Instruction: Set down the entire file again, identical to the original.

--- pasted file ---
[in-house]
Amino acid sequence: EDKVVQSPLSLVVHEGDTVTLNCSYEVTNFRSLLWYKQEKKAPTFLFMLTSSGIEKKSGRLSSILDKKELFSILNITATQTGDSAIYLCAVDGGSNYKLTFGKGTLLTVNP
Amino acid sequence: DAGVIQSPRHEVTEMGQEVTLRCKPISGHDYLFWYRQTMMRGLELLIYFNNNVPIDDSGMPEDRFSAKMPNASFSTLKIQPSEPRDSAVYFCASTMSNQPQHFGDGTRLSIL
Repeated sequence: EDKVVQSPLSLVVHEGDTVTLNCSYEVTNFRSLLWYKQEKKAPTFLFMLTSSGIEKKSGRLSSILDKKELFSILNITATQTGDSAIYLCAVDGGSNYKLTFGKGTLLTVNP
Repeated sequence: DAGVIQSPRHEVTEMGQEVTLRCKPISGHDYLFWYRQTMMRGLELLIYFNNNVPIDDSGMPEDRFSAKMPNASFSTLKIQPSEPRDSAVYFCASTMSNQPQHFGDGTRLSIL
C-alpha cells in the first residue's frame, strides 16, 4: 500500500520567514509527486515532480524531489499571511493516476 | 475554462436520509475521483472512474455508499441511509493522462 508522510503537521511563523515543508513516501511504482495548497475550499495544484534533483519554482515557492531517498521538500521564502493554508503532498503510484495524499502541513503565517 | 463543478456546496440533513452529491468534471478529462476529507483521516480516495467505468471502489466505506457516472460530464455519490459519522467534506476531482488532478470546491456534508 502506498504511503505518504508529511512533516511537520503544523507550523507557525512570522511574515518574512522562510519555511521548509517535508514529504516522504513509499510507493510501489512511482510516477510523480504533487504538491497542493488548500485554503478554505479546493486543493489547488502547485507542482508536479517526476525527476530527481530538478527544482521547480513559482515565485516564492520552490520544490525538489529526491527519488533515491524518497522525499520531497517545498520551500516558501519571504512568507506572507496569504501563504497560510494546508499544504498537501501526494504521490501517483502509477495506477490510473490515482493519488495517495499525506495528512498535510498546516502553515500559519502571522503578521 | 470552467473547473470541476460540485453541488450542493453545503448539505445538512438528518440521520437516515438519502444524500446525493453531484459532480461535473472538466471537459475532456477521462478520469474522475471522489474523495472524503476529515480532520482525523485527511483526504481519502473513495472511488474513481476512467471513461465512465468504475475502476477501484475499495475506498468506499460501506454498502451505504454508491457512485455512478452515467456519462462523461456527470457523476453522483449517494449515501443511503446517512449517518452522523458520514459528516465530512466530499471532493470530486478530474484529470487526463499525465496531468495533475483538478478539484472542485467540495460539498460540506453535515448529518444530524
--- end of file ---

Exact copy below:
[in-house]
Amino acid sequence: EDKVVQSPLSLVVHEGDTVTLNCSYEVTNFRSLLWYKQEKKAPTFLFMLTSSGIEKKSGRLSSILDKKELFSILNITATQTGDSAIYLCAVDGGSNYKLTFGKGTLLTVNP
Amino acid sequence: DAGVIQSPRHEVTEMGQEVTLRCKPISGHDYLFWYRQTMMRGLELLIYFNNNVPIDDSGMPEDRFSAKMPNASFSTLKIQPSEPRDSAVYFCASTMSNQPQHFGDGTRLSIL
Repeated sequence: EDKVVQSPLSLVVHEGDTVTLNCSYEVTNFRSLLWYKQEKKAPTFLFMLTSSGIEKKSGRLSSILDKKELFSILNITATQTGDSAIYLCAVDGGSNYKLTFGKGTLLTVNP
Repeated sequence: DAGVIQSPRHEVTEMGQEVTLRCKPISGHDYLFWYRQTMMRGLELLIYFNNNVPIDDSGMPEDRFSAKMPNASFSTLKIQPSEPRDSAVYFCASTMSNQPQHFGDGTRLSIL
C-alpha cells in the first residue's frame, strides 16, 4: 500500500520567514509527486515532480524531489499571511493516476 | 475554462436520509475521483472512474455508499441511509493522462 508522510503537521511563523515543508513516501511504482495548497475550499495544484534533483519554482515557492531517498521538500521564502493554508503532498503510484495524499502541513503565517 | 463543478456546496440533513452529491468534471478529462476529507483521516480516495467505468471502489466505506457516472460530464455519490459519522467534506476531482488532478470546491456534508 502506498504511503505518504508529511512533516511537520503544523507550523507557525512570522511574515518574512522562510519555511521548509517535508514529504516522504513509499510507493510501489512511482510516477510523480504533487504538491497542493488548500485554503478554505479546493486543493489547488502547485507542482508536479517526476525527476530527481530538478527544482521547480513559482515565485516564492520552490520544490525538489529526491527519488533515491524518497522525499520531497517545498520551500516558501519571504512568507506572507496569504501563504497560510494546508499544504498537501501526494504521490501517483502509477495506477490510473490515482493519488495517495499525506495528512498535510498546516502553515500559519502571522503578521 | 470552467473547473470541476460540485453541488450542493453545503448539505445538512438528518440521520437516515438519502444524500446525493453531484459532480461535473472538466471537459475532456477521462478520469474522475471522489474523495472524503476529515480532520482525523485527511483526504481519502473513495472511488474513481476512467471513461465512465468504475475502476477501484475499495475506498468506499460501506454498502451505504454508491457512485455512478452515467456519462462523461456527470457523476453522483449517494449515501443511503446517512449517518452522523458520514459528516465530512466530499471532493470530486478530474484529470487526463499525465496531468495533475483538478478539484472542485467540495460539498460540506453535515448529518444530524